The title "Page-Mothers" implies lineage; and of particularly fixed nature: gender-determined or biologically-determined lineage. THE INSTRUCTION HERE: There shouldn't be lineage at all.
Allusion-based writing (conservative models of this) may be streams of quotations from, or allusions to, luminous 'figures' who become figures only (by being simply 'referred to,' a hidden support in, and of, a fabric of such) - or they are 'figures' by being quoted briefly in a stream (in a series of epiphanies, as if anthologizing or it has the same effect as anthologizing). The form of the fabric of allusions seems thus to transcribe 'them,' the people. And the substance and connections of the actual thought and works (that which is referenced) are absent.
The 'meaning' or 'ideology' of the fabric (of such allusion-based writing) is the revered 'being' (not the thought or writing) of the referenced person. The 'being' is in the place of consideration or analysis of any writing's characteristics. The allusion-based form as referencing is enshrinement as (apparently passive, a fabric of the idea of tradition) identification with the beatific beings (of authority-figures - who may have actually had radical conceptualizations, but these erased in being reduced to only cited allusions, the figures are now emblems of personal status).
Thus while apparently submissive, the fabric of allusions - "to allude to" - is hidden enforcement of conception of patriarchy (which may not even be enacted by, may be 'being' dismembered by, those 'alluded to'). Their thought is erased in gesture that is a dual secret occurrence. The mode of this hidden enforcement is anti-thought, thought (here defining it as 'engaging of occurrence') is not the mode of occurrence.
Another form of lineage is academic format - the format of that type of essay being to assign lineage and describe a poet's body of work solely in relation to that prior manifestation or example, transforming the present poetry into a current version of a description of the past. It is as if history or thought is hierarchical and a poet's work is only seen in that hierarchy. What occurs as the shape/motion or sound that is the language is not in the description or seen to be there, only the writing's relation to other things - that is, the background and its connections to the present are not assessed, rather the background is simply reified. In that way, background and present are both inert.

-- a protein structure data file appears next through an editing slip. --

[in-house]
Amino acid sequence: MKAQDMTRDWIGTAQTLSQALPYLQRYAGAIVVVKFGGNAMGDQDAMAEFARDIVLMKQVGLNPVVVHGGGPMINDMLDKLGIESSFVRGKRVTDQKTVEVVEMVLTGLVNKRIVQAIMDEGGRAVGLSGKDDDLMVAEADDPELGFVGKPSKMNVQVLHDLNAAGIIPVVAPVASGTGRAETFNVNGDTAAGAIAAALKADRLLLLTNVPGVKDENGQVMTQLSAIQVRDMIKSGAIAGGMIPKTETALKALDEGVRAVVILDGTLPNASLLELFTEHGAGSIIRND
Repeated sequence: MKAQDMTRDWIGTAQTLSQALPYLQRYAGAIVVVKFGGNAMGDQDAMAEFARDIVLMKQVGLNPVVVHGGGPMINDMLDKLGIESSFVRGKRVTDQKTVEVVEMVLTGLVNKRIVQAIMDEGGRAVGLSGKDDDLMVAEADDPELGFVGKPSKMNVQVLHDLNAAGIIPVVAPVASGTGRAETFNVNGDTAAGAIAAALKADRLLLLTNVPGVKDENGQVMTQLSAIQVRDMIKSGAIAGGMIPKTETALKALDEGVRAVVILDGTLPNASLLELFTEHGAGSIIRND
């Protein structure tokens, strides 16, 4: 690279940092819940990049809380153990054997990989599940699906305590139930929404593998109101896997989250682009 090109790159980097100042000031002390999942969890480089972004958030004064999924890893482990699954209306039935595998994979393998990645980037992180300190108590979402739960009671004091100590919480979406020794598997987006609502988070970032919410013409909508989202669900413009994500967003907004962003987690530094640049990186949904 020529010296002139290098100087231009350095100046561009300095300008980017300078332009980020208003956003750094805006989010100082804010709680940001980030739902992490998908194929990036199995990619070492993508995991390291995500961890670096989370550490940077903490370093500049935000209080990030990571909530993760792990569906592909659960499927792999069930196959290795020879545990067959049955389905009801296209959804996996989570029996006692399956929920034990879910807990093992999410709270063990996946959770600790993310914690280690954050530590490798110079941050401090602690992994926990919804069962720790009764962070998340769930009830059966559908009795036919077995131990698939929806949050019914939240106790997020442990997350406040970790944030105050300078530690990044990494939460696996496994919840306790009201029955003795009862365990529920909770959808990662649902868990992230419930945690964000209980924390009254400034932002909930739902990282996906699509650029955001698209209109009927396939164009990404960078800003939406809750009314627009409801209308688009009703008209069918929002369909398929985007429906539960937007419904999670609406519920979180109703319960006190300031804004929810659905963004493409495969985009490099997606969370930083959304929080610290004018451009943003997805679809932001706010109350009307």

Mongolian tankas (one of these may be so large as to cover an entire wall) with scenes (narration whose references would be known to a resident viewer) on vertical-horizontal spatially separate plateaus, or the same figure repeated throughout in the same deep color as the background (the outline of the repeated figure distinguished in gold) are a perceptual change by viewing the figure in that space. The meaning is not the references 'alluded to' or portrayed. The visual is itself spatial change. All times are activated in simultaneity.
To compare Bernadette Mayer as a phenomenological poet (the mind making visual sites) to the notion of viewing the figure in space: the process of her writing is examination of its vehicle - which is the writing itself as one's mind (either in one reading the text or in one writing it).
Mayer frequently chooses the conception or design of an experiment which then the writing is. Sometimes she chooses to write a 'given' form (such as sonnets) as 'procedures' or vehicles, as one chooses guides, such as Dante - to do the interior motivation (which is transformation of one's mind and outlook) by the exterior process or structure that's occurring which is conceptual.